UTS Library

The Kenmore Bypass Planning Study


Department of Main Roads

PR Company: 

The Phillips Group Pty Ltd

Award Category: 

Award Type: 

Call Number: 

2009 C6 - 20



Executive Summary: 

When the Department of Transport and Main Roads (DTMR) commenced a planning study to investigate the possibility of constructing a three kilometre road bypass through residential Kenmore, it polarised the community and sparked an intensive ‘anti-bypass’ campaign from some local residents.

Key challenges included: engaging a well-educated, sceptical and mistrusting community; positioning DTMR as the project leader within an environment where the agenda was being dominated by local opinion leaders; and clearly communicating the project scope and purpose to encourage informed feedback that could be used to help shape bypass planning.

The communications goal was to engage all sectors of the community to identify key issues in relation to bypass design. The strategic approach involved a two-staged consultation process focussed on informing and educating stakeholders, and building trust and transparency to ensure a genuine and effective consultation process could occur, untarnished by negative information circulating within the community.

DTMR addressed this challenge through a proactive ‘community tailored’ approach, far exceeding its standard consultation framework. It resulted in the initially outraged community shifting to one that understood the planning process and worked with the project team to ensure planning options reflected community needs.

Situation Analysis: 

The Kenmore Bypass is a three kilometre transport corridor that has been preserved by the State Government since the 1970s. Opening the corridor would significantly reduce traffic on Moggill Road through Kenmore, which is the only major access to the CBD from the western suburbs, and is heavily congested during peak times.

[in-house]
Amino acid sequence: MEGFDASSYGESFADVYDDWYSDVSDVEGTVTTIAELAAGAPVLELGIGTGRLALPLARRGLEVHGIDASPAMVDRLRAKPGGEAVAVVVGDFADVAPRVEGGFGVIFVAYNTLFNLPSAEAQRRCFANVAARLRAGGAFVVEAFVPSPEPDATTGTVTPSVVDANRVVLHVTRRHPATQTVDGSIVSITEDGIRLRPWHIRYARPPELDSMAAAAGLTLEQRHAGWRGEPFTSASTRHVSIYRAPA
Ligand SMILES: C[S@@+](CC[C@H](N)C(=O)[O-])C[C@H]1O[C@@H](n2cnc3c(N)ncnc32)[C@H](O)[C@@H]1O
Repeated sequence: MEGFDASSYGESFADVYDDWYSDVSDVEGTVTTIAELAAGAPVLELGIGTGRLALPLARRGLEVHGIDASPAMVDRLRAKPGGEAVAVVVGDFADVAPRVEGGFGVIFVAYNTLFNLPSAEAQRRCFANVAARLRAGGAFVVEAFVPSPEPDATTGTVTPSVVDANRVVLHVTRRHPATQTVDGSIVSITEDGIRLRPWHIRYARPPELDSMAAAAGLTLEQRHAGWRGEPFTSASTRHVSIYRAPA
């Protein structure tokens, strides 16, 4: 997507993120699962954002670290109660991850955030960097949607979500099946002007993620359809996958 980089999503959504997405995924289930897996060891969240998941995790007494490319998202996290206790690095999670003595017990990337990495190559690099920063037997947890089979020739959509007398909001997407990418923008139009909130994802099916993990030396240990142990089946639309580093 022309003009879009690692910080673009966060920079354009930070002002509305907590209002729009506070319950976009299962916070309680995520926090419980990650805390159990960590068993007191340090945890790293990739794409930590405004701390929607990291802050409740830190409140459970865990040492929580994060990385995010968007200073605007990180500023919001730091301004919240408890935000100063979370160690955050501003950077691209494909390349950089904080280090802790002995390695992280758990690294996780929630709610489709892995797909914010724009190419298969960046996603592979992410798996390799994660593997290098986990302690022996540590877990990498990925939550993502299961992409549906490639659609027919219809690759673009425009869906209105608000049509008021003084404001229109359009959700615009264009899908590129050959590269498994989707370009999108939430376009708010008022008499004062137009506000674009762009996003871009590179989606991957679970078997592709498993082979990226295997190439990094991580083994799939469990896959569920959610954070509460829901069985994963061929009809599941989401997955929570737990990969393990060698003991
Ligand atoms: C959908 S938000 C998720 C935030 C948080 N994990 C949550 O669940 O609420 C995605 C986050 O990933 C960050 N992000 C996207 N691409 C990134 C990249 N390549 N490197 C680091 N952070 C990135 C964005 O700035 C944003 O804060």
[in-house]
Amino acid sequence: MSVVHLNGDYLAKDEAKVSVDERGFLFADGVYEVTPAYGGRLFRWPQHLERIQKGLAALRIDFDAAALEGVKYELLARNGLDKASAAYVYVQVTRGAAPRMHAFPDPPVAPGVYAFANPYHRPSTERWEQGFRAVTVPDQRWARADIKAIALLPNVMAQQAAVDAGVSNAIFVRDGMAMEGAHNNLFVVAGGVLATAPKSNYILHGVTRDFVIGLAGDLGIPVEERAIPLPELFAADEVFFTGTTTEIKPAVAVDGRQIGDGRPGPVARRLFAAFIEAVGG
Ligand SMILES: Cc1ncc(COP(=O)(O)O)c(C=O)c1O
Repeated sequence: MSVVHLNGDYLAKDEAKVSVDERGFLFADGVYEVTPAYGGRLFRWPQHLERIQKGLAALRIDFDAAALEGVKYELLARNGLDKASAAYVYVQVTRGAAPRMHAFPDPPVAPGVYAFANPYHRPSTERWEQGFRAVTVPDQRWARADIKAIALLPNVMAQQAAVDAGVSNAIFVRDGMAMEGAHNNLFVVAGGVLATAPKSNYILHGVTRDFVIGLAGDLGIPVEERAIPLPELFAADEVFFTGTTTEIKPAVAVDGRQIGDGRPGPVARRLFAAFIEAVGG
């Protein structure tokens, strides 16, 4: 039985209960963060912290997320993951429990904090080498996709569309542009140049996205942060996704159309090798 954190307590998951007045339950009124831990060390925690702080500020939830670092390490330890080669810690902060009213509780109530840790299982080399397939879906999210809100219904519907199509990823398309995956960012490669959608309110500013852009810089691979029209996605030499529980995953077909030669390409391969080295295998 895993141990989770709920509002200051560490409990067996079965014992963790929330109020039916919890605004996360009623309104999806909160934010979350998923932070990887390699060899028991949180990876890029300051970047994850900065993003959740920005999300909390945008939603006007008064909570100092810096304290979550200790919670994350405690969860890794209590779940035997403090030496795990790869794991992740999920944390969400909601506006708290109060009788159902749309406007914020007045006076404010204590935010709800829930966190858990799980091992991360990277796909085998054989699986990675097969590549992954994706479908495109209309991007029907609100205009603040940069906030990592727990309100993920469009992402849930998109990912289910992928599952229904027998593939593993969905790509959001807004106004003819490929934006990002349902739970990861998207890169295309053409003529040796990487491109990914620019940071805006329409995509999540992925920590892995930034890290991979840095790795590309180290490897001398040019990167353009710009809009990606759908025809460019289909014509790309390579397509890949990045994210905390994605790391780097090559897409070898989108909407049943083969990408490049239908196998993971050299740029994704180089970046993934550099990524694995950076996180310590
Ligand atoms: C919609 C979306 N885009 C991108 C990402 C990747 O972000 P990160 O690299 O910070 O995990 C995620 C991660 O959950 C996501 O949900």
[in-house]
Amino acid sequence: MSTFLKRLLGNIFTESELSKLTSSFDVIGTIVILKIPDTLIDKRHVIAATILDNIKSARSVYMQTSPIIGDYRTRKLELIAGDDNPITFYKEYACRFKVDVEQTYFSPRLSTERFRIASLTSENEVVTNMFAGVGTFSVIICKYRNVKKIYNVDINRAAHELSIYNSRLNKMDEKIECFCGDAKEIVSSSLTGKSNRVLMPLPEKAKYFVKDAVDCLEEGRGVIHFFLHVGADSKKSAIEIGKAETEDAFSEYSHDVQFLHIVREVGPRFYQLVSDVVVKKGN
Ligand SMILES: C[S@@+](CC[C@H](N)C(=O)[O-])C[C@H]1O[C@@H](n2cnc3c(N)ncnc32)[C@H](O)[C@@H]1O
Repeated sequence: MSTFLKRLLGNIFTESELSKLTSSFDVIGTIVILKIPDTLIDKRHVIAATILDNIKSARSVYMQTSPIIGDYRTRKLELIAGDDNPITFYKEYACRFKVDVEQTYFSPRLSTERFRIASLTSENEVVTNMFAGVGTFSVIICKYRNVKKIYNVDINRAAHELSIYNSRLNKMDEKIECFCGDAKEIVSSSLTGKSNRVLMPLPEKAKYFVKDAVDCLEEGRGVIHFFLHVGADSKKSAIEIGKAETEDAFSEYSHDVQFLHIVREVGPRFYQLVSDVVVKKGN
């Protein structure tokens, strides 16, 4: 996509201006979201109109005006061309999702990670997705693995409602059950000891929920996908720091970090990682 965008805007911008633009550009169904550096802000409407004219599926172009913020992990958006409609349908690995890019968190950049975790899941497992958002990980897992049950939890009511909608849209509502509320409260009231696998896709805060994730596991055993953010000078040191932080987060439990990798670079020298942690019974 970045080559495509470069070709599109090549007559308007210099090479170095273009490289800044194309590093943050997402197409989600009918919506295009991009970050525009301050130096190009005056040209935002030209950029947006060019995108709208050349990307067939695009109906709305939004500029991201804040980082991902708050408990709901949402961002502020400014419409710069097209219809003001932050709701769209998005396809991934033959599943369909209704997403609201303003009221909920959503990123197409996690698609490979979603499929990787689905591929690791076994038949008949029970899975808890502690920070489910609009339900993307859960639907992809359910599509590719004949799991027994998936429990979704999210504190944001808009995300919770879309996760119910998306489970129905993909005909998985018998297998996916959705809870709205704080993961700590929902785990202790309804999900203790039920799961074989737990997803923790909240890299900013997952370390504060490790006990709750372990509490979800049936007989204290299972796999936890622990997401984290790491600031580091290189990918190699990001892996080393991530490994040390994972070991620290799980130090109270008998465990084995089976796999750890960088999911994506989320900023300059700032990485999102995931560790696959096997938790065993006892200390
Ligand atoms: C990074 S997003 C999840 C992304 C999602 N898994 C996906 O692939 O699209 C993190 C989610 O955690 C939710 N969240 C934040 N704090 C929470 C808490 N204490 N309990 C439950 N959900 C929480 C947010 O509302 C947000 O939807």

High levels of residential development have occurred directly adjacent to the preserved corridor, which is currently enjoyed as green space in the quiet, leafy suburb of Kenmore. If the bypass proceeds, this perceived green space would become a four-lane road and up to 85 properties could be resumed.

Following preliminary studies that showed a Kenmore Bypass would significantly improve traffic conditions on Moggill Road, DTMR began a planning study to seek community feedback into the development of a preferred bypass planning option.

The study area population is educated, affluent, online-literate and politically-savvy. The consultation plan needed to address high levels of outrage in the immediate bypass vicinity, as well as scepticism and mistrust more broadly within the community. Effective and ‘community tailored’ consultation was integral in uncovering key issues and ensuring community knowledge and concerns could be captured and reflected throughout the planning process.



Target Policies: 

Project stakeholders were defined in four main groups:


Communication Strategy: 

To guide the community through the planning process and encourage meaningful feedback, an intensive, tailored and highly responsive communications approach was implemented to reduce scepticism and appeal to the needs of the highly educated and online community.

The overarching strategy was implemented through a three-staged consultation process:




Stage 1 – Raise awareness





Stage 2 – Draft planning options


Stage 3 – Preferred planning option (not yet completed).

The strategic approach implemented was:


The key aim of Stage 1 was to inform the community that the project had started and seek general feedback in relation to a Kenmore Bypass. The feedback received could then assist the project team in better understanding the key issues when developing the planning options.